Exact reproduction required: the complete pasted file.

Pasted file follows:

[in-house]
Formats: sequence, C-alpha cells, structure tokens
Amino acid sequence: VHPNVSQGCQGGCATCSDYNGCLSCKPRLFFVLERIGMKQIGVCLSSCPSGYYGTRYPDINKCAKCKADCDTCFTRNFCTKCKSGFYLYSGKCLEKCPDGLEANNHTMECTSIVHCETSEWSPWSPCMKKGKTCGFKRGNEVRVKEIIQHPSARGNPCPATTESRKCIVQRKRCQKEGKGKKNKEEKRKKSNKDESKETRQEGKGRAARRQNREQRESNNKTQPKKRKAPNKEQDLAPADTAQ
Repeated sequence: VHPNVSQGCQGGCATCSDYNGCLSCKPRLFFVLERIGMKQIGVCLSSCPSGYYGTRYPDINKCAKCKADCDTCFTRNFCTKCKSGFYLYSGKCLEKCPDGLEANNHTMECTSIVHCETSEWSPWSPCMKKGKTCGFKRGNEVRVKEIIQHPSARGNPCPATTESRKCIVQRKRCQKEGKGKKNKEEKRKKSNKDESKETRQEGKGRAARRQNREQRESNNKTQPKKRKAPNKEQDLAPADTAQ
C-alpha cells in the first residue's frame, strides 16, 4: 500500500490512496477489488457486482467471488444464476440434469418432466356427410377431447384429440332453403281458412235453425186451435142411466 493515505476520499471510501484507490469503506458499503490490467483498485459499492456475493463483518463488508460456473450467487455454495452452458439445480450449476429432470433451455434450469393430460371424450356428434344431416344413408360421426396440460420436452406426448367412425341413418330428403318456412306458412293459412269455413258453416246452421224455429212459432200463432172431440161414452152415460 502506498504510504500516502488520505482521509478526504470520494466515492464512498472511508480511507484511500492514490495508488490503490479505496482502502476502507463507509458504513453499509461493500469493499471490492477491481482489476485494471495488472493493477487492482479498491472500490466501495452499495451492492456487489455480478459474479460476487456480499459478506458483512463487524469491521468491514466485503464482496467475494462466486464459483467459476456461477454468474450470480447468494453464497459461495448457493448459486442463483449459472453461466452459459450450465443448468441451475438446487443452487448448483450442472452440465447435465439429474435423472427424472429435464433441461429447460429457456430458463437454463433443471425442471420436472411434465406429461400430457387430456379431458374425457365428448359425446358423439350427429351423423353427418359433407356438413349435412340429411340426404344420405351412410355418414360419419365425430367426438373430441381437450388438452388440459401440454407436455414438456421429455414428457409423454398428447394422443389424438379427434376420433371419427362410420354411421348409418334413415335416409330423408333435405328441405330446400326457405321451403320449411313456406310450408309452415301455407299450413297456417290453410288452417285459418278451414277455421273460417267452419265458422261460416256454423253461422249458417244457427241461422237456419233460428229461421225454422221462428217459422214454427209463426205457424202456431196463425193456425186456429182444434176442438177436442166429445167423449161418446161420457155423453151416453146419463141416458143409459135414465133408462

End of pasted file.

[in-house]
Formats: sequence, C-alpha cells, structure tokens
Amino acid sequence: VHPNVSQGCQGGCATCSDYNGCLSCKPRLFFVLERIGMKQIGVCLSSCPSGYYGTRYPDINKCAKCKADCDTCFTRNFCTKCKSGFYLYSGKCLEKCPDGLEANNHTMECTSIVHCETSEWSPWSPCMKKGKTCGFKRGNEVRVKEIIQHPSARGNPCPATTESRKCIVQRKRCQKEGKGKKNKEEKRKKSNKDESKETRQEGKGRAARRQNREQRESNNKTQPKKRKAPNKEQDLAPADTAQ
Repeated sequence: VHPNVSQGCQGGCATCSDYNGCLSCKPRLFFVLERIGMKQIGVCLSSCPSGYYGTRYPDINKCAKCKADCDTCFTRNFCTKCKSGFYLYSGKCLEKCPDGLEANNHTMECTSIVHCETSEWSPWSPCMKKGKTCGFKRGNEVRVKEIIQHPSARGNPCPATTESRKCIVQRKRCQKEGKGKKNKEEKRKKSNKDESKETRQEGKGRAARRQNREQRESNNKTQPKKRKAPNKEQDLAPADTAQ
C-alpha cells in the first residue's frame, strides 16, 4: 500500500490512496477489488457486482467471488444464476440434469418432466356427410377431447384429440332453403281458412235453425186451435142411466 493515505476520499471510501484507490469503506458499503490490467483498485459499492456475493463483518463488508460456473450467487455454495452452458439445480450449476429432470433451455434450469393430460371424450356428434344431416344413408360421426396440460420436452406426448367412425341413418330428403318456412306458412293459412269455413258453416246452421224455429212459432200463432172431440161414452152415460 502506498504510504500516502488520505482521509478526504470520494466515492464512498472511508480511507484511500492514490495508488490503490479505496482502502476502507463507509458504513453499509461493500469493499471490492477491481482489476485494471495488472493493477487492482479498491472500490466501495452499495451492492456487489455480478459474479460476487456480499459478506458483512463487524469491521468491514466485503464482496467475494462466486464459483467459476456461477454468474450470480447468494453464497459461495448457493448459486442463483449459472453461466452459459450450465443448468441451475438446487443452487448448483450442472452440465447435465439429474435423472427424472429435464433441461429447460429457456430458463437454463433443471425442471420436472411434465406429461400430457387430456379431458374425457365428448359425446358423439350427429351423423353427418359433407356438413349435412340429411340426404344420405351412410355418414360419419365425430367426438373430441381437450388438452388440459401440454407436455414438456421429455414428457409423454398428447394422443389424438379427434376420433371419427362410420354411421348409418334413415335416409330423408333435405328441405330446400326457405321451403320449411313456406310450408309452415301455407299450413297456417290453410288452417285459418278451414277455421273460417267452419265458422261460416256454423253461422249458417244457427241461422237456419233460428229461421225454422221462428217459422214454427209463426205457424202456431196463425193456425186456429182444434176442438177436442166429445167423449161418446161420457155423453151416453146419463141416458143409459135414465133408462